Physical activity lowers the level of inflammation and accelerates healing. Less intense and simple exercises like walking around the block increase the blood flow to the wound.
Things You Should Avoid
Things that may delay cuts to get well,
- Antibiotic ointment (keeps the incision wet, no Neosporin® or equivalent)
- Waterproof bandages (keeps the incision wet moisture from sweat and fluids can’t escape).
- Removing Fibrin (a yellow substance produced by the body that is imperative in the wound)
- Closure; often confused by patients as “pus”
- Baths (quick shower is fine)
- Exposure to direct sun
- Pulling/cutting sutures that are “poking out” (once the internal portion dissolves, the external portion will fall off)
Wound Infection Post-Bariatric Surgery
Wound infections are a possible side effect that can occur up to 3 weeks post-op bariatric surgery. The indications can range from redness, warmth, pain to thick drainage (pus). Here is a list of the symptoms to look for,
- Pain and Discomfort
- Brown foul-smelling pus
- Inflammation of the infected area
- The increased temperature at the incision site
- Redness beyond the borders of the incision
Most Common Post-Op Concerns that are Oftentimes Harmless
Concern #1 – “I have pain under my left rib”
In most cases, this is a healing pain that resolves by 2 weeks; for some, it can last up to 6-8 weeks. Usually, medication for pain will be sufficient for this pain. If it is not reduced by medication or is accompanied by fever, follow up with a provider near you as soon as possible to identify the source of pain.
A study on the National Library of Medicine explained that a wound is considered infected if it “meets any of the Center for Disease Control (CDC) characterizations of pathogenic fluids or tissue exposed from the wound.”
- Contaminated drainage from the incision, with or without laboratory confirmation of infection
- Local signs and symptoms of infection such as inflammation, redness, and warmth
- Diagnosed by a bariatric surgeon confirming the infection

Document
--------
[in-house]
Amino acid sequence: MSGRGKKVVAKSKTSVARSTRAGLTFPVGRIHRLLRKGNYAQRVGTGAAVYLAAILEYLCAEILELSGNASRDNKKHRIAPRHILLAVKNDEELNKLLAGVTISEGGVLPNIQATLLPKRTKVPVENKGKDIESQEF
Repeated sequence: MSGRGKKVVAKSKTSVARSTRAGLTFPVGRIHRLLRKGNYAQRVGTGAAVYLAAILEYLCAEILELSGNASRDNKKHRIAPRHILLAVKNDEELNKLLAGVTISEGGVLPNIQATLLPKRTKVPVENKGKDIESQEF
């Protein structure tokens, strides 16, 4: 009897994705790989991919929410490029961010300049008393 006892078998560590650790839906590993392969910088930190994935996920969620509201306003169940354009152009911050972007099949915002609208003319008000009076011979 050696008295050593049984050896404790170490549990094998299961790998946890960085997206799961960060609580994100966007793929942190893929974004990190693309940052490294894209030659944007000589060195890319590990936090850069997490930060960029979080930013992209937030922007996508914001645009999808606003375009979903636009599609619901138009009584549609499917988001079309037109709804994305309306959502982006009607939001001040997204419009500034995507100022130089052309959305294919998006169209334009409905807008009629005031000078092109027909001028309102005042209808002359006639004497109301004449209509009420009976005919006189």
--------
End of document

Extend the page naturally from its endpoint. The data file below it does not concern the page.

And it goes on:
Concern #2 – “I’m just over a week post-op. When does the drain hole close?”
Gastric surgery drain, placed on the left side of the abdomen below the rib cage, is a common practice for bariatric surgery recovery and most often healthy. Red, pink, and clear drainage are common. Brown foul-smelling drainage (not common) is a sign of infection and should be looked at and treated by a local provider.
The area should be kept dry and quickly dressed to get well fast. You can expect some drain port pain – this is because it is in one of the most tender port sites of your body. Second, the drain is sutured to the skin so that it will not be accidentally pulled out, and if it is not taped so that pulling on the drain does not pull on the suture, a good deal of discomfort can result from normal activity.
Your incisions could take a few months to fully heal. Incision healing and wound recovery time will always vary for everyone differently. Do not be impatient or deviate from safety measures for proper healing. Follow your doctor’s guidance at all times.
- Learn more: Is removal of the drain painful?
Concern #3 – “I am extremely nauseous after having bariatric surgery. Is this normal.”
The new healing pouch can be sensitive to any pressure or pressure built up from things coming down the esophagus – often causing nausea after bariatric surgery. This symptom can typically be eliminated by taking less than 1-ounce fluid (or solid food when you get to that post-operative diet stage) at a time.
Wait 60 seconds before the next ounce of fluid (or solid). Using this trick, patients can get in 15-ounces of liquids into their bodies within as little as 15 minutes. Do that 5 times a day or more, and you will meet your liquid intake goal to avoid dehydration. Remember that liquids do not sit in the stomach to digest as solid foods do. Therefore it is NOT recommended to drink 30 minutes before or after you eat any solid foods or meals.
Liquids can push foods into the intestines faster, and then you may cause you to feel hungry quicker, and long-term may cause your pouch to stretch. If you still experience excessive nausea even after trying the “60-second trick”, follow up with a local medical provider to ensure you do not become dehydrated. IV rehydration may be necessary.
For more information on recovery after bariatric surgery, please read the following;